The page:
Lord GLENELG■" In that case, the Governor-General will call on the electors of Lower Canada to elect proper persons. There are now five districts from which we propose to have persons elected under the present franchise."

Lord BROUGHAM—." By the whole of the present electors ?"

Lord GLENELG—" By the whole of the present electors."

Lord BROUGHAM—" Oh, that's absurd !" (Much laughter.) Lord GLENELG then moved an address to the Queen, to the same effect as that adopted by the Commons.

The address having been read from the Woolsack,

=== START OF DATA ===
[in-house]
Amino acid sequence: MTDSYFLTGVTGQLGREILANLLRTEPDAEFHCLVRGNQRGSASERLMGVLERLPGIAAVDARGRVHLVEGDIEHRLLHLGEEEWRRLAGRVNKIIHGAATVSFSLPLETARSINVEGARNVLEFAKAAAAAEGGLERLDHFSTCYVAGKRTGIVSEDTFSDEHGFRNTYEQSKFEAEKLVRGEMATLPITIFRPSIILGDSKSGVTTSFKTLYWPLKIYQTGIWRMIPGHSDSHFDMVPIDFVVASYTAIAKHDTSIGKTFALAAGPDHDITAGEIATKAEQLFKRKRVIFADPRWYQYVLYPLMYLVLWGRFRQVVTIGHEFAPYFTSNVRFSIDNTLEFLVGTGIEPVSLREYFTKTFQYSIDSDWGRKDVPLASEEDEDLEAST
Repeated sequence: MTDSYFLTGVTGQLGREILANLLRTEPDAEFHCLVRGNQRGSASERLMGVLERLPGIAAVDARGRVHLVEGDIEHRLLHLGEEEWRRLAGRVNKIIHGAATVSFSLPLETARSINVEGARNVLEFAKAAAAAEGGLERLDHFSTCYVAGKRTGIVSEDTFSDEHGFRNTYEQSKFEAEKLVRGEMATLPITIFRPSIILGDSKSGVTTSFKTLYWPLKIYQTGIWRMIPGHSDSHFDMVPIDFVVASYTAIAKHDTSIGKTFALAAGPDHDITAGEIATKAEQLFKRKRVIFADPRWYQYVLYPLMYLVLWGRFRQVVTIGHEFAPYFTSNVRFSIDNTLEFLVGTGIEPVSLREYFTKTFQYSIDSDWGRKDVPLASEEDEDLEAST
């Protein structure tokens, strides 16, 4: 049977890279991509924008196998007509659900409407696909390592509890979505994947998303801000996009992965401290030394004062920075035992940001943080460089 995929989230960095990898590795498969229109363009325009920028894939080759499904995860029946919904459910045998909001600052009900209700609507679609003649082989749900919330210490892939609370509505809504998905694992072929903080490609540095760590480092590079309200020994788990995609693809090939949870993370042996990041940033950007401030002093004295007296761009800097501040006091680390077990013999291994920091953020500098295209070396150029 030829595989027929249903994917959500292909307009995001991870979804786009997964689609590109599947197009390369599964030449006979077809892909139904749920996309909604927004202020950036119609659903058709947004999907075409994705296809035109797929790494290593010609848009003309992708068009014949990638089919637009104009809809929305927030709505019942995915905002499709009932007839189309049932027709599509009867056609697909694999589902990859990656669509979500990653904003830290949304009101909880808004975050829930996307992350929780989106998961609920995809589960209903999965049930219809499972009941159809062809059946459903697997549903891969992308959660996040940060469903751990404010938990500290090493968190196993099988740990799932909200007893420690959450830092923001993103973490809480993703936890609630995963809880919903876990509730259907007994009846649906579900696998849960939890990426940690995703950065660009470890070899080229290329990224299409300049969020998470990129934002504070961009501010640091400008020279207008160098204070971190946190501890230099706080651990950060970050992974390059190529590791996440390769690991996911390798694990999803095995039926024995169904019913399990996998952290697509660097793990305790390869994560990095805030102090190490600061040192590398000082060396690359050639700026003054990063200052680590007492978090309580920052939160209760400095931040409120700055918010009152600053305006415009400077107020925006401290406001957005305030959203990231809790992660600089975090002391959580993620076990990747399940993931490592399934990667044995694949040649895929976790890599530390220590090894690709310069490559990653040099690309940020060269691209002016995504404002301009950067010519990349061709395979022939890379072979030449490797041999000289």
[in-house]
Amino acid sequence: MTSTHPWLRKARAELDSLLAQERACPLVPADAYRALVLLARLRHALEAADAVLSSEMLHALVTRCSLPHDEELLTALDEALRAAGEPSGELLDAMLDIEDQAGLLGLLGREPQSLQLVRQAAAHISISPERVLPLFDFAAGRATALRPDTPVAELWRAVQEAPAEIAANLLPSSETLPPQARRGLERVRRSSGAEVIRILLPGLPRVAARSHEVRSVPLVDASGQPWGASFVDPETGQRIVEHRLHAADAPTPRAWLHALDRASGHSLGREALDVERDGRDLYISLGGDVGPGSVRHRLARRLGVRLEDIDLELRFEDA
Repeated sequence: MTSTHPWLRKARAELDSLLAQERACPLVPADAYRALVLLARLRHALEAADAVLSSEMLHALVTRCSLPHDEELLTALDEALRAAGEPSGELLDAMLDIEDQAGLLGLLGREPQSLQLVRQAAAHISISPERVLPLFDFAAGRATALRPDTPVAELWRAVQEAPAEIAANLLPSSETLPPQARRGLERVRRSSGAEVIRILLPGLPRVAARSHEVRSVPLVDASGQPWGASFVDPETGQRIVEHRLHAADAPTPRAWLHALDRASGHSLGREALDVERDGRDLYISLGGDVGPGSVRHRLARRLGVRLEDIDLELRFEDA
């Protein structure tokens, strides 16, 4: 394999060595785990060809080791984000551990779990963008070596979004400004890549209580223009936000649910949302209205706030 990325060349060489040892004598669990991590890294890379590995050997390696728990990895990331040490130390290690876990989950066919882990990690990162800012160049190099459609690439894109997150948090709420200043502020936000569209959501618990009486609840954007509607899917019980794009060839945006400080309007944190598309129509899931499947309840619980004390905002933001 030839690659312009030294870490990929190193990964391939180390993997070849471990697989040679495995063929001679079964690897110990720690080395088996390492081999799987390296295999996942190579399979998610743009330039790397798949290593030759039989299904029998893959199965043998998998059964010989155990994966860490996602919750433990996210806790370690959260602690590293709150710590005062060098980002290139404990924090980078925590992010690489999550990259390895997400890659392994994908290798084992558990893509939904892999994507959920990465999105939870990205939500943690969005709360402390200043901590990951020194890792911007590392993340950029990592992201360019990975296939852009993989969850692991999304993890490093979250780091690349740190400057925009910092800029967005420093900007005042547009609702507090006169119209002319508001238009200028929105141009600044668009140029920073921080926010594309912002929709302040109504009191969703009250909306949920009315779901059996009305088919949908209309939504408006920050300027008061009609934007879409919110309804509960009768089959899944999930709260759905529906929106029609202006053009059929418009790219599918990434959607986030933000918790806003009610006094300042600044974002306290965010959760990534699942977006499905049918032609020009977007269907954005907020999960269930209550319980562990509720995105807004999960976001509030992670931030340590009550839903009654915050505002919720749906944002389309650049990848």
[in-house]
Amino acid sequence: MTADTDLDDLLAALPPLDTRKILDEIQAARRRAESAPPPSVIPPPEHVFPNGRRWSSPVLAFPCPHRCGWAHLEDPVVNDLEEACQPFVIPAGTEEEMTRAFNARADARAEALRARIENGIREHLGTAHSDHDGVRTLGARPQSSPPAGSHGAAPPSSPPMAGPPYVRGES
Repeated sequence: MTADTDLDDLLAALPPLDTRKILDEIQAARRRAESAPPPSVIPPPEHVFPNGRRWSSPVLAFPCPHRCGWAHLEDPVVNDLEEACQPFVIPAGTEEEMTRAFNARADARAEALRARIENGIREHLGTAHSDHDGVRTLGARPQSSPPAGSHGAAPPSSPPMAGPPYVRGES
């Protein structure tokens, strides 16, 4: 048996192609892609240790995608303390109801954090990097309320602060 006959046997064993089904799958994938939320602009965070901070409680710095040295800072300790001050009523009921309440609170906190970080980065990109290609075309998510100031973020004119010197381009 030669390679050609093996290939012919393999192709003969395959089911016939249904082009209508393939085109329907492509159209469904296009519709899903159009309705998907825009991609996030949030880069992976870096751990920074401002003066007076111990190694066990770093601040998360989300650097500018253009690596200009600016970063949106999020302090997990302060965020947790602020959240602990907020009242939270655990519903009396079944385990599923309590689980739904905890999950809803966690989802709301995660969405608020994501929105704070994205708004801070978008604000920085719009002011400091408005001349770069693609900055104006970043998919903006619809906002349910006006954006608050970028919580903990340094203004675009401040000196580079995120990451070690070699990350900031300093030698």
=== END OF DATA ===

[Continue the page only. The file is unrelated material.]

Lord BROUGHAM rose. He began his speech by remarking on the ordinary, commonplace manner in which Lord Glenelg had introduced a measure of such vast importance, and the absence in his speech of every thing like a connected and comprehensive detail of the circum- stances which had led to the rebellion of an important colony. He then commented with severity on Lord Glenelg's neglect to send out instructions to Lord Gosford, at the time when they were most needed. There were constantly recurring promises to send out in- structions, which were either not transmitted at all, or too lute to be of any use ; and thus Lord Gosford was left in the most difficult posi- tion, quite at a loss how to act— "Mark the situation of this Governor so situated, so unaided by the Councils at home, so unassisted by extraordinary forces to meet the extraordinary . gooey of the cri.is ; the only communication he has from his employers being a direction to wait for' it,'—to wait for instructions till an uncertain day arrives ; while, in the mean time, the party who sends him such a despatch either can. not or will not give him a glimpse, nn inkling, of what it is he is to direct his attention to. Mark, too, not only the situation of Lord Gosfurd, but the view'. thin of the Colonies themselves. If you will have plantations in every clime—if you will h eve subjects by millions in opposite sides of the globe—if you will undertake to manage the affairs of an empire extending over both hemispheres, over au empire on which the sun never sets—whether such a determination on your parts be prudent or impolitic, whether its effects be beneficial or detri. mental to our highest interests I will not now stop to inquire; but if you make up your minds to this, at all events it imposes onyou the absolute Reefs. city that you shall be alive, and awake, and vigilant—that you shall not sleep and slumber—that you shall sot. like ;he sluggard, let your hands sleep before you, as if you were administering the affairs of a parish, or even of a kingdom near at home, to which and from which the post goes and arrives every day is the week." (A good deal of laughing at the expressions understood as apply. big to Lord Glenelg 's reputed somnokney.) The Resolutions of the last Parliament denied what the Canadians by their representatives demanded—an Elective Upper Chamber. The colonists were told that there was not the slightest ground for expecting that concession from the Mother Country.....